I work as an Associate Nurse Director for advanced practice within NHS Ayrshire and Arran. As far as I’m aware, it’s the only post of this type within NHS Scotland (if someone out there knows different, I’d be delighted to hear from you).
Advanced practice is “big business” in our healthboard. Service change, reduction in medical staff, quality drives have all influenced the development of advanced practice posts across the whole continuum of care. Advanced Nurse Practitioners now work in areas as diverse as Hospital at Night in Mental Health, Community Wards, Out of Hours primary care, Paediatrics, Neonates and acute hospital work.
One of the most exciting, and challenging projects my team and I have been tasked with has been the development of an advanced practice model that would be able to safely manage the care of the people of the Isle of Cumbrae, in the out of hours period.
For those of you who don’t know Cumbrae, it is a small island just off the coast of Largs. You may have cycled round it- hiring a bike and peddling around Millport (the town on Cumbrae) is a well recognised “thing to do”.
A short stretch of water
Until relatively recently, health care on the island has been led by GP cover 24hours a day, seven days a week. The Scottish Ambulance Service has a strong presence on the island, and the island has a small community hospital , with a functional A&E. GP cover changed.
A model was proposed that GP cover would continue 0800—2000, Monday to Friday, with Advanced Nurse Practitioners covering out of hours and weekends. Seems reasonable? The short stretch of water meant that the ability to transfer patients off the island would be extremely difficult out of hours, with the Emergency Medical Retrieval Service (EMRS) being required to helicopter acutely unwell patients off the island, if required.
The skills the Advanced Nurse Practitioners (ANP) would require would have to be extensive, from managing a patient with a sore throat, to dealing with a patient with a life threatening haemorrhage, or an acutely unwell child. And if the ANPs were appropriately trained in these skills, how could we maintain their skills? On a small island, the frequency of acutely unwell patients are rare, yet the ability of the ANP to manage them should equal the abilities of an ANP in an acute hospital, without the medical support available within the acute setting.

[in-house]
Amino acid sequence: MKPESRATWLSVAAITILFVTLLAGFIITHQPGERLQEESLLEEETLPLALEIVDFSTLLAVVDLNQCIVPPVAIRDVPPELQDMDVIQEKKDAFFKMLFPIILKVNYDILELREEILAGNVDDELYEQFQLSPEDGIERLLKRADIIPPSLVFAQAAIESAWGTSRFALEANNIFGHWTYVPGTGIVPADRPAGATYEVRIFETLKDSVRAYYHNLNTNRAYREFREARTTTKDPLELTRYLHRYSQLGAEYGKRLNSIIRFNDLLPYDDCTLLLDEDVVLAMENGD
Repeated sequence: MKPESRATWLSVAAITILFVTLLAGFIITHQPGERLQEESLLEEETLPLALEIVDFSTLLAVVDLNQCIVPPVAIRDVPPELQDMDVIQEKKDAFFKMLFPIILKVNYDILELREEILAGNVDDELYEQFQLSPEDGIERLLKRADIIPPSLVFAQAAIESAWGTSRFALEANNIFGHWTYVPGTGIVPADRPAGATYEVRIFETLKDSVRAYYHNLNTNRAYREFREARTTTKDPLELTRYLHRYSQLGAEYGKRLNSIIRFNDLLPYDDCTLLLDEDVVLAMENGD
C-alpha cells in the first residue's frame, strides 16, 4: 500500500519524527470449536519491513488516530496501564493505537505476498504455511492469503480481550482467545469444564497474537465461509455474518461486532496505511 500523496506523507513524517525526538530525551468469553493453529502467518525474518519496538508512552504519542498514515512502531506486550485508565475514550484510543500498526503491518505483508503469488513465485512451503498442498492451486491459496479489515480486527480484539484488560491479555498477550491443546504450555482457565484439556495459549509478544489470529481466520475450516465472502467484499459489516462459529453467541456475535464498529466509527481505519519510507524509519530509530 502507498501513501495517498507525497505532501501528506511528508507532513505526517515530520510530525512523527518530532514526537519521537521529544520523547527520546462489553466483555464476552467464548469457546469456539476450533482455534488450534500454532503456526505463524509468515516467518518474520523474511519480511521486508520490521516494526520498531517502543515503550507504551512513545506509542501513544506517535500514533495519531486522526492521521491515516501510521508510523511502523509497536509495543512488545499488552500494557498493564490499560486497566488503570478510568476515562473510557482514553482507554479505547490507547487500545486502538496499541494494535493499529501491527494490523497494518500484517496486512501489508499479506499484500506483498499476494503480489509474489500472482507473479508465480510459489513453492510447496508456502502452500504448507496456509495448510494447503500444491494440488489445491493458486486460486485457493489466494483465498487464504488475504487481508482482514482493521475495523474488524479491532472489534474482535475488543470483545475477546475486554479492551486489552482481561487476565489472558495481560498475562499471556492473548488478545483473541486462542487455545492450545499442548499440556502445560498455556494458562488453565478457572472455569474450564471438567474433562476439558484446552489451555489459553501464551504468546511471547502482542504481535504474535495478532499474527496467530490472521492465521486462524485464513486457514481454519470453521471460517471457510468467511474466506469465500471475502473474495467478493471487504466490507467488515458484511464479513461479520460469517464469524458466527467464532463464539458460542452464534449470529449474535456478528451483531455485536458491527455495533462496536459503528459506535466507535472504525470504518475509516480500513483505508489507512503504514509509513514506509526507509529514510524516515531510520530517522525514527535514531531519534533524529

After MUCH debate and review, we’ve developed a model with a small cohort of highly trained ANPs, who spend part of their time on the island, with part of their time in the acute. This allows enough exposure to the specific needs of the island and the maintenance of the core skills required to keep the environment safe.
This model, of a hybrid GP and ANP model has now been working effectively for over 6 months. The ANPs have risen to the challenge, and developed relationships with the people of Cumbrae, the GP on the island, Scottish Ambulance Service personnel and the nursing staff in the hospital. Its a model that works, and it’s a model we can replicate.
This week’s blog was by @docherty_e (Eddie Docherty), Associate Nurse Director, Advanced Practice, NHS Ayrshire & Arran and Lead Nurse (Interim), East Ayrshire Health & Social Care Partnership.